David K. Jones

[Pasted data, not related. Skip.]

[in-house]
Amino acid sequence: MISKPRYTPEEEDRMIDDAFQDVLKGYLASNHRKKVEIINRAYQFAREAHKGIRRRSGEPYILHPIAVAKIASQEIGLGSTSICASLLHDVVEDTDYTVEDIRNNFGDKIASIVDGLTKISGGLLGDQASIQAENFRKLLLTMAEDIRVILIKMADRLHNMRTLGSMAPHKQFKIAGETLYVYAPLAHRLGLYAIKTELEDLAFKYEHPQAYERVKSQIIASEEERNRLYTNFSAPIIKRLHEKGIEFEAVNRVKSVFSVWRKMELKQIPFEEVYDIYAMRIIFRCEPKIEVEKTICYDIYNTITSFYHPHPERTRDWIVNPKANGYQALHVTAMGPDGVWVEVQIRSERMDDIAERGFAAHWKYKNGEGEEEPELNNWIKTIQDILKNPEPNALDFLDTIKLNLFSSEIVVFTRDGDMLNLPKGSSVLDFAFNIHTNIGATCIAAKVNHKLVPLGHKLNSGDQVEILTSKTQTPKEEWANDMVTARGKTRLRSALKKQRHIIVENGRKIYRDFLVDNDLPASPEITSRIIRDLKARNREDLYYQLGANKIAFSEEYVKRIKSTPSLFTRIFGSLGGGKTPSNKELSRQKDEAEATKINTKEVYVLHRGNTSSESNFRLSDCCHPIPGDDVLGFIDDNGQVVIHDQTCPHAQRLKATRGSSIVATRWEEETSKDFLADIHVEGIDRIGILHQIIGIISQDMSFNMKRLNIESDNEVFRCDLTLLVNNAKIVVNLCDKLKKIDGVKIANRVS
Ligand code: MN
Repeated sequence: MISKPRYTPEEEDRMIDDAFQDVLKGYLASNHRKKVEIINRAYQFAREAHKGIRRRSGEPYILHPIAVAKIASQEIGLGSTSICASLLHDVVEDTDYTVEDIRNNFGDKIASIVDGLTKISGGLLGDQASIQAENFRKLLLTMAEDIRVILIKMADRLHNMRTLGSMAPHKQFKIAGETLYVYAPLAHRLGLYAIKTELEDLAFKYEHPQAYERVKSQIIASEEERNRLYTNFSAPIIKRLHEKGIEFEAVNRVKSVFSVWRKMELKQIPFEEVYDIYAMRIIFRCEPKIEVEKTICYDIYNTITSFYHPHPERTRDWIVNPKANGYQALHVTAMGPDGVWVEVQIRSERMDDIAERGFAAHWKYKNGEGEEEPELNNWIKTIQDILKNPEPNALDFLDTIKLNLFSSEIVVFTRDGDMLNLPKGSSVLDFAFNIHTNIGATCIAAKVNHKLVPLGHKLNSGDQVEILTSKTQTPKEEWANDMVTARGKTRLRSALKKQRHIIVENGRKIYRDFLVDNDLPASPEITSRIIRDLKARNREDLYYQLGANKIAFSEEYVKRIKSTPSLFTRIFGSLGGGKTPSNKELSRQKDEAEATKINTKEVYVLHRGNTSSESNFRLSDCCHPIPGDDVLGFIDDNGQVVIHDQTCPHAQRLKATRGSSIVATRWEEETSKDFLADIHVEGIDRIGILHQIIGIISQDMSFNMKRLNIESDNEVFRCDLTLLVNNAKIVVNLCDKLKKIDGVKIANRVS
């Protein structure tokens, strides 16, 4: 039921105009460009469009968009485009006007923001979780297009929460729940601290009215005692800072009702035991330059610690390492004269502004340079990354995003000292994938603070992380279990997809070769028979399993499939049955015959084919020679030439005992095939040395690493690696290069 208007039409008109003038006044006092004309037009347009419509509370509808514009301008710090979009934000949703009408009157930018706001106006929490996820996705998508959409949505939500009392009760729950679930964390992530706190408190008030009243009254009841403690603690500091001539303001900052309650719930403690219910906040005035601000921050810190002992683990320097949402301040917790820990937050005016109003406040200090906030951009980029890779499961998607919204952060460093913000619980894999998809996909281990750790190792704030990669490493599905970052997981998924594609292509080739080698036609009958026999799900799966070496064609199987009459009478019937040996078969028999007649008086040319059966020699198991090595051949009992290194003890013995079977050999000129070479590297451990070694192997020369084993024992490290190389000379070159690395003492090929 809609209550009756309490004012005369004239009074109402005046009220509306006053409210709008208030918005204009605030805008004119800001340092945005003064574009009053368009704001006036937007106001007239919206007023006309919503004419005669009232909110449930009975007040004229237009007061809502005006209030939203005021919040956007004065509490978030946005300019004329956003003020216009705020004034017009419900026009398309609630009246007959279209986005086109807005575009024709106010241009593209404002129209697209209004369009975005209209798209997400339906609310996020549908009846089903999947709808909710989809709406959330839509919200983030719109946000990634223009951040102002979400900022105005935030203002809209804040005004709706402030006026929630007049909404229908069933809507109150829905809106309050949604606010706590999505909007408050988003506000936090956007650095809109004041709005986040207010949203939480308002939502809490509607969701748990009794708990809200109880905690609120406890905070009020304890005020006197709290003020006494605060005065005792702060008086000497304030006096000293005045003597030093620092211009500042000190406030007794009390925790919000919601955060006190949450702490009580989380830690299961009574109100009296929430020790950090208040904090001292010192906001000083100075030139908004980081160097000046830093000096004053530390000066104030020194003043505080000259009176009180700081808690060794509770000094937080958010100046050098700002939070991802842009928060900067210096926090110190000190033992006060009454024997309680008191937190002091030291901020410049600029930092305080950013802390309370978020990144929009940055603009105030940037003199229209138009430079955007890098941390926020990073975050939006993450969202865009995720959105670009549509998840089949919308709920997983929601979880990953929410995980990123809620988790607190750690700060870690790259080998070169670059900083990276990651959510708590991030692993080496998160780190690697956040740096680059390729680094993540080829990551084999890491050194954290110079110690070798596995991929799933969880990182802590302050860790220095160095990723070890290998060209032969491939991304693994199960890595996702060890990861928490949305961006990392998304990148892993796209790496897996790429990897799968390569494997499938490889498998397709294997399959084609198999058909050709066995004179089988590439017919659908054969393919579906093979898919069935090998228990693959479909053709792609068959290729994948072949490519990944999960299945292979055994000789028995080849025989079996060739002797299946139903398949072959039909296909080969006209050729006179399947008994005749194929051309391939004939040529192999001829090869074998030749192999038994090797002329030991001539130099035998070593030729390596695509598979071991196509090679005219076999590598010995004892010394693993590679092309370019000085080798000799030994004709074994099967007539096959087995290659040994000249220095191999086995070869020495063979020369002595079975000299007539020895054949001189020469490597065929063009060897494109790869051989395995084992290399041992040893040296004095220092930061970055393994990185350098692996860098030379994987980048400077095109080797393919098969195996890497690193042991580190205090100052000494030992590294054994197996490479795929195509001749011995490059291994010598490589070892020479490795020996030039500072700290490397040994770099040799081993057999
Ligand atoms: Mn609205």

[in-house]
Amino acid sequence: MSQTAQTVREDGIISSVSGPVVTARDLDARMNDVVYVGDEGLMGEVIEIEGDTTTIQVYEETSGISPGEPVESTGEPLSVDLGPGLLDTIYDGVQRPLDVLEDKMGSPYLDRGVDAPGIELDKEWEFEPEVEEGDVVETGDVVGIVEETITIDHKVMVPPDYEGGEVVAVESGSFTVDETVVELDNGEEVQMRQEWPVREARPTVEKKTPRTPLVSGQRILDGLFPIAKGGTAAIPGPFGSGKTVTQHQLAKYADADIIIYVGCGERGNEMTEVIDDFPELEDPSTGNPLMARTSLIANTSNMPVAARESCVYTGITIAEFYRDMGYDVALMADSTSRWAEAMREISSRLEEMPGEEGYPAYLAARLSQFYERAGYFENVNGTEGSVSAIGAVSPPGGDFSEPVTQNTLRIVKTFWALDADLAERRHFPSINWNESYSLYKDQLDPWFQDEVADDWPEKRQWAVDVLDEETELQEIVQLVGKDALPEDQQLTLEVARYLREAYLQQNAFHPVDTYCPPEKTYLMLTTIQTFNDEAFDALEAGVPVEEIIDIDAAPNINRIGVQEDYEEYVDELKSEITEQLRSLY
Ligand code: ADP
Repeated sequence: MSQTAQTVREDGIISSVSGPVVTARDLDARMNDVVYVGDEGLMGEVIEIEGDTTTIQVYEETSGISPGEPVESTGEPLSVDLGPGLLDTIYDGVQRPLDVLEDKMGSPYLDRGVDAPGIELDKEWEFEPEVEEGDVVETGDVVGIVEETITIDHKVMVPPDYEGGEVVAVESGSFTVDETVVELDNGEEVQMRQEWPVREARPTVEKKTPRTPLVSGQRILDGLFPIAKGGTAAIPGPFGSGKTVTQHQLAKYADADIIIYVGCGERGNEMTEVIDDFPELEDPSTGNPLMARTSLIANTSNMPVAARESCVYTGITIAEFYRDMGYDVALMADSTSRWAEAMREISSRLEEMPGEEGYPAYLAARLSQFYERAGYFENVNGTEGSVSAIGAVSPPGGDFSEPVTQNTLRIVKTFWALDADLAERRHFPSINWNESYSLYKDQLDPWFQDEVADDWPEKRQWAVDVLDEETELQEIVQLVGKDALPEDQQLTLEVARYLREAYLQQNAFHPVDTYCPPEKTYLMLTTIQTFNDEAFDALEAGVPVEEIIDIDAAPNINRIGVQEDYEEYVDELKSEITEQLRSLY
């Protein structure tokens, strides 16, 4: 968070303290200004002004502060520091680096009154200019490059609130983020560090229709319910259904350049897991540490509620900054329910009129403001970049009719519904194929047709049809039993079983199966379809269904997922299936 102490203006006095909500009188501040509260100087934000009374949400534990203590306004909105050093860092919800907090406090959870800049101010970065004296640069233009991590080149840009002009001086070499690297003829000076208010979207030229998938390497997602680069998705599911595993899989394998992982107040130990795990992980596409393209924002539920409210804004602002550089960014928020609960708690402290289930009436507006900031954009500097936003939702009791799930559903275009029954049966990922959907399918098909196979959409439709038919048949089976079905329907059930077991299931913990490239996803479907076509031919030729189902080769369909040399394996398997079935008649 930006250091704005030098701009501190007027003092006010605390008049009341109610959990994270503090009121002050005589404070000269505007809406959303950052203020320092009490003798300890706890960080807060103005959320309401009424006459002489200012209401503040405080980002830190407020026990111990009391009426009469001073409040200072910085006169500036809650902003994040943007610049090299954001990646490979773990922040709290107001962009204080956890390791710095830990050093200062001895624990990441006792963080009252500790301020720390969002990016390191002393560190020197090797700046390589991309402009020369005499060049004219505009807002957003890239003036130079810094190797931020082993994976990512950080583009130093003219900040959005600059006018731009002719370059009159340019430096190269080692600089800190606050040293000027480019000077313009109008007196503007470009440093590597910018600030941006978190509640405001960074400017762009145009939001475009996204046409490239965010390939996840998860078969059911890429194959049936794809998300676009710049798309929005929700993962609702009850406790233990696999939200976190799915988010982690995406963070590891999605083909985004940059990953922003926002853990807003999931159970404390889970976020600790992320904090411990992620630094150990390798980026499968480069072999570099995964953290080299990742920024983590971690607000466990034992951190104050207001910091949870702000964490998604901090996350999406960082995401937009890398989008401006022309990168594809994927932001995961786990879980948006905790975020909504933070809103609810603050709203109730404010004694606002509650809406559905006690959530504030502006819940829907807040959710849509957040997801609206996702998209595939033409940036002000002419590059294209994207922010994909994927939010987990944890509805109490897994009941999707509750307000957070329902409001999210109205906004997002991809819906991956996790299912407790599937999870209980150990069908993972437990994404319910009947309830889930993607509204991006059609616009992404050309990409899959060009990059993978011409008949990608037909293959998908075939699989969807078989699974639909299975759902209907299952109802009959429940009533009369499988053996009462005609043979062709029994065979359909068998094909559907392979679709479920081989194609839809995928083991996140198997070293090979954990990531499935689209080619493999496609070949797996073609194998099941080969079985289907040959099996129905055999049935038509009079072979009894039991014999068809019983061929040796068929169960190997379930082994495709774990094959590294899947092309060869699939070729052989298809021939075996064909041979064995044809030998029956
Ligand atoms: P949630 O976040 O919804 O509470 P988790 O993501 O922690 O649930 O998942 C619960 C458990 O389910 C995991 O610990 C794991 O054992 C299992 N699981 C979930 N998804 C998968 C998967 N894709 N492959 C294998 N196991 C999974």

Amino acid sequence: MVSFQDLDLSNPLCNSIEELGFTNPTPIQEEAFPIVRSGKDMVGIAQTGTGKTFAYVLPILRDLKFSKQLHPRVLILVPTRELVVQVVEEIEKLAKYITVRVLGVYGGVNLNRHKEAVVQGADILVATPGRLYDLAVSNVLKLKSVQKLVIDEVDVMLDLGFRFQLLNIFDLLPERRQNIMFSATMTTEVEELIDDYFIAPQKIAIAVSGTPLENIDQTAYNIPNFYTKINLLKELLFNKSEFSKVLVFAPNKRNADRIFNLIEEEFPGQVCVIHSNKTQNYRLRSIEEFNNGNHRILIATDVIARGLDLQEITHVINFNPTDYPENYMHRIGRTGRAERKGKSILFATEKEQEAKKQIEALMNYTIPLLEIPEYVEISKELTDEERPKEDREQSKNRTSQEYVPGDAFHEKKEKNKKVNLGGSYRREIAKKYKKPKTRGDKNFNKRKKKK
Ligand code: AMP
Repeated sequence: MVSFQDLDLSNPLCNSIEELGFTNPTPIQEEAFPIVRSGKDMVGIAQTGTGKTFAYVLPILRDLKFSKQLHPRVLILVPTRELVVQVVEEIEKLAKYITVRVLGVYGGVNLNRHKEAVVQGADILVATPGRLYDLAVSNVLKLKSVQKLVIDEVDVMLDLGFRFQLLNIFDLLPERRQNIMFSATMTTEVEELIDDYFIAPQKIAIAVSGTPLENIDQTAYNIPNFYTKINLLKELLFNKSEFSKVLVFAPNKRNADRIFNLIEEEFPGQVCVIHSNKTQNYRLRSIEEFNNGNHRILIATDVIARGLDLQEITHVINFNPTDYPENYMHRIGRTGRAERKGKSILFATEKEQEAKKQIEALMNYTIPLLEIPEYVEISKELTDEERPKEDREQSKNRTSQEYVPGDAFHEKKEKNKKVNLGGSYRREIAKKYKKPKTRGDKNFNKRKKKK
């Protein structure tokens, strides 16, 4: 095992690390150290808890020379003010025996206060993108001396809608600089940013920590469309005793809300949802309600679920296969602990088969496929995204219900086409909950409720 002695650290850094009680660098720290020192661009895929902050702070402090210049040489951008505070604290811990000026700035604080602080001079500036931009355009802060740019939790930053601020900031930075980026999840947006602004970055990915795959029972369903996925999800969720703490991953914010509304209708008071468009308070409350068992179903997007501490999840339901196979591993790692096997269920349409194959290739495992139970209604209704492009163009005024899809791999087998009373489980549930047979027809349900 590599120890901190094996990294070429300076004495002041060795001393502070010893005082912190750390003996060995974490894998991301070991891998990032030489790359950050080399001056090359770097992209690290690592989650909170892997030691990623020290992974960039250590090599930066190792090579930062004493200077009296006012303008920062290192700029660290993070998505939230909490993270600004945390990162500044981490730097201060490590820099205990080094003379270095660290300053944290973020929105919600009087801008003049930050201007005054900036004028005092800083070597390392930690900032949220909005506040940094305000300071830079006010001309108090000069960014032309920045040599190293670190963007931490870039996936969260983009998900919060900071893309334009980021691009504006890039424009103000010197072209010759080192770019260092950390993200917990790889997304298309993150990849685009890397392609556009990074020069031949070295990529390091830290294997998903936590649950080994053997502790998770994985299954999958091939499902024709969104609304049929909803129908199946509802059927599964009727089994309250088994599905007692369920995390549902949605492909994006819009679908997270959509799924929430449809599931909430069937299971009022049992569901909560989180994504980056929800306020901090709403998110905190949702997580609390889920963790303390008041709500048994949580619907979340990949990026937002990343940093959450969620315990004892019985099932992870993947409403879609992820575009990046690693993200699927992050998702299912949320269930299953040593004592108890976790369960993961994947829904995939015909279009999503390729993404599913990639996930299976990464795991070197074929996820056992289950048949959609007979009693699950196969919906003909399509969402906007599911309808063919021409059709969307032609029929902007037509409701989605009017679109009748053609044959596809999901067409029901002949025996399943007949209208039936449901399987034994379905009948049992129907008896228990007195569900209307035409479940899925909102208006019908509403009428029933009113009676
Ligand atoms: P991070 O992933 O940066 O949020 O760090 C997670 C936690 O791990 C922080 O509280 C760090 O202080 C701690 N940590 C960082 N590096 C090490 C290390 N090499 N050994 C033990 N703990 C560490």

The primary function of seawalls and embankments is to protect against damage and injury caused by flooding. Coastal flooding is caused by combinations of high tides, waves, wind set-up and storm surges driven by low-pressure systems. However with global warming causing sea levels to rise and with increased storminess causing more extreme waves and storm surges, the likelihood of overtopping of seawalls with zero or negative freeboard may well be expected to increase. Researchers using physical and numerical models to develop design formulae have widely investigated wave overtopping of seawalls with positive freeboard. However the design of seawalls with zero or negative freeboard has attracted much less attention, and some variation exists between overtopping discharge calculated with current design formulae. The focus of this thesis is the extreme situation when overtopping caused by storm waves is combined with surge levels above the embankment crest. The local highly accelerative flow over the embankment crest caused by the high surge level will significantly alter the flow at the crest. This is likely to have a highly non-linear effect upon the overtopping waves. In this thesis, the flow is investigated with a 2DV numerical model based on the Reynolds averaged Navier-Stokes (RANS) equations developed by Lin and Liu (1998a). The model describes the flow characteristics of a breaking wave such as the velocities within the wave as well as the turbulence at the seabed boundary layer. As an example of the model’s ability to describe complex hydrodynamic flows, this study investigates its ability to represent the second order mass transport under progressive and standing waves. The model results are compared with available theory and experimental results. This shows that mass transport is successfully predicted, although there is some variation in the magnitude compared to the experimental and theoretical results. To consider the model’s ability to simulate storm surge wave overtopping of embankments, the RANS model has been used to simulate an experimental study conducted by Hughes and Nadal (2009). To examine the success of the model at reproducing the wave generation, transformation and overtopping processes the model results have been compared with the experimental laboratory data. This makes possible a wave-by-wave comparison of overtopping parameters such as discharge, depth and velocity for a storm surge event. Additionally the overtopping discharge predicted by the model is compared with design formulae and the differences in the overtopping discharge calculated with current design formulae are investigated and explained. Finally, the RANS model is used to determine the effect of embankment crest width on the magnitude of the overtopping discharge. Results from RANS model tests are used to provide design guidance in the form of an equation that allows the effect of crest width to be included when evaluating combined discharge at embankments.

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